Net Yaroze development!

Station Magazine -The tools of creation

January 19, 2021, at 03:25 AM by mgarcia in Media, Articles (0 comments)

Title: Station Magazine -The tools of creation Author: mgarcia Date: 2021-01-19 03:25 +0100 Tags: Media, Articles Comments: Open


Size: 1.87 MB[Player volume: MAX]

Station issue #1 - 1997 - The future of video gaming - Net Yaroze article.

Net Yaroze: The tools of creation.

Ever suffered through a disappointing game, while knowing you could have designed it better then the developers did? Now, thanks to Sony, you've got your chance.

For the first time ever, players are able to create their own games for a console system.

But is Net Yaroze for everyone?

The Short Version.

Here's the nutshell explanation of Net Yaroze: It’s an affordable game development system that anyone can use to design and program their own PlayStation games. In theory, homemade titles produced on the system can be sold to an established software publisher, who might then take the original creation, polish it up, and resell it to the masses. With the Net Yaroze development kit, it’s possible for an amateur to launch a career as a game developer.

This is all true - but explanations are needed. Several of them.

Chasing the Dream.

Already available in Japan and Europe, Sony’s new Net Yaroze PlayStation system puts serious programming power right into your hands. The heart of this system is the "Black Box," a special version of the standard PlayStation console. Yaroze programmers use the Black Box in conjunction with their own PC or Mac computer, 'a data compiler, and various development-oriented software programs. (For a complete listing of what the Net Yaroze package includes, see "Comes With Everything You See Here...")

Because Net Yaroze will sell for around $1,000, Sony isn’t viewing the system (scheduled for March availability) as a commercial product and therefore, it won't be sold in retail outlets. To get a system, interested gamers must first become members of the Net Yaroze "club," then buy the hardware and software directly from Sony, either by phone or online purchase.

Obviously, the vast majority of gamers could not afford to develop games, because of the enormous budgets required to create and program console games. Nevertheless, there’s no reason why an average gamer (many of whom have been playing since gaming's earliest days) couldn’t come up with a winning concept that deserves exploration as a video game. It’s this untapped pool of talent that Sony is targeting with Net Yaroze.

"Sony Computer Entertainment America (SCEA) hopes to restore the era that people can affordably chase the dream of becoming a video game creator," said Don Thomas, of Sony’s Research & Development division. "SCEA wants to give them that opportunity. "

Membership Has Its Privileges.

The word "Yaroze" (pronounced Ya-row-zey) is a Japanese idiom meaning "let's do it together" and that’s the key to the system. In fact, it's more accurate to describe Net Yaroze as a total development membership package.

while the programming aspect may seem a bit daunting at first, there's plenty of help available on the Internet. Net Yaroze members will have access to on-line help via a Word Wide Web site with dedicated support, file downloading, and message venues. Members also have access to the codes and demos other members have developed and are sharing on the online forums. Web site access is limited to one year, but is renewable for a modest fee, according to SCEA.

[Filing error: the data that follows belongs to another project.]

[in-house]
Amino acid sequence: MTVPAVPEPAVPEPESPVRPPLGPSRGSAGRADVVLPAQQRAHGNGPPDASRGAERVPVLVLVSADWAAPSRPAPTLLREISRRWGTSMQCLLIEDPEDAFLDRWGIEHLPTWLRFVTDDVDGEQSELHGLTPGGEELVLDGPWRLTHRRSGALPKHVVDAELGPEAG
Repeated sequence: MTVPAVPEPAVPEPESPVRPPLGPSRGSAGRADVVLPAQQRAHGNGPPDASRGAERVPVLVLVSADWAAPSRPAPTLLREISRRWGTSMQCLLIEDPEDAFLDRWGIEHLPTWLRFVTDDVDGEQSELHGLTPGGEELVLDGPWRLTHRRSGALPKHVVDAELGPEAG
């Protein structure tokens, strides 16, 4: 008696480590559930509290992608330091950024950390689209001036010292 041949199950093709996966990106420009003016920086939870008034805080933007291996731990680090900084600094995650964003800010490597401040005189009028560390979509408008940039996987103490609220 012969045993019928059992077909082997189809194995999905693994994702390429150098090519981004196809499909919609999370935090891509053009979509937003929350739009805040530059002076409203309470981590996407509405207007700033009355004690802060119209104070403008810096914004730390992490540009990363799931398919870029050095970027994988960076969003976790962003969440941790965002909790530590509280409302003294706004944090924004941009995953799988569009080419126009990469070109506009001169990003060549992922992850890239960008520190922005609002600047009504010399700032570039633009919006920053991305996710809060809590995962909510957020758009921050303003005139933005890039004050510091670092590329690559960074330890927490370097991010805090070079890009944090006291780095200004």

Image: Images.Net-Yaroze-The-tools-of-creation

Reality Check.

Net Yaroze is meant as a serious programming tool and not some kind of "deluxe edition" PlayStation. If interested parties have any doubts about their familiarity with the C programming language, SCEA urges that they not consider joining Net Yaroze -at least not until they're sure they're capable of taking on serious development projects. Nor should prospective users figure they can leam how to chum code while building their first game; Sony makes it explicitly clear that the Net Yaroze package contains no materials for teaching C programming.

Furthermore, there’s no "trial-basis" purchase. Sony will back all manufactured products, including Net Yaroze’s physical components, but won't make refunds to users who realize post~purchase that designing a videogame is no walk through the park or those users who lose interest for other reasons. In other words, once you buy it -it’s yours.

Another caveat: Prospective programmers shouldn't assume they're going to be getting access to the same programming components that licensed PlayStation programmers use. Sony’s commercial programming package is much more intensive (and expensive) and includes on-site assistance and on-call technical help, services which are not part of the Net Yaroze membership program.

The Net Yaroze system has some technical boundaries, too. The combination of game code, graphics, audio samples, and run-time libraries for any one game cannot exceed the PlayStation’s 3.5 megs of RAM (because special drivers must be installed). Of course, when you consider that some of the PlayStation’s hottest titles fit comfortably within that format (think Ridge Racer), it's clear that this is not a serious limitation.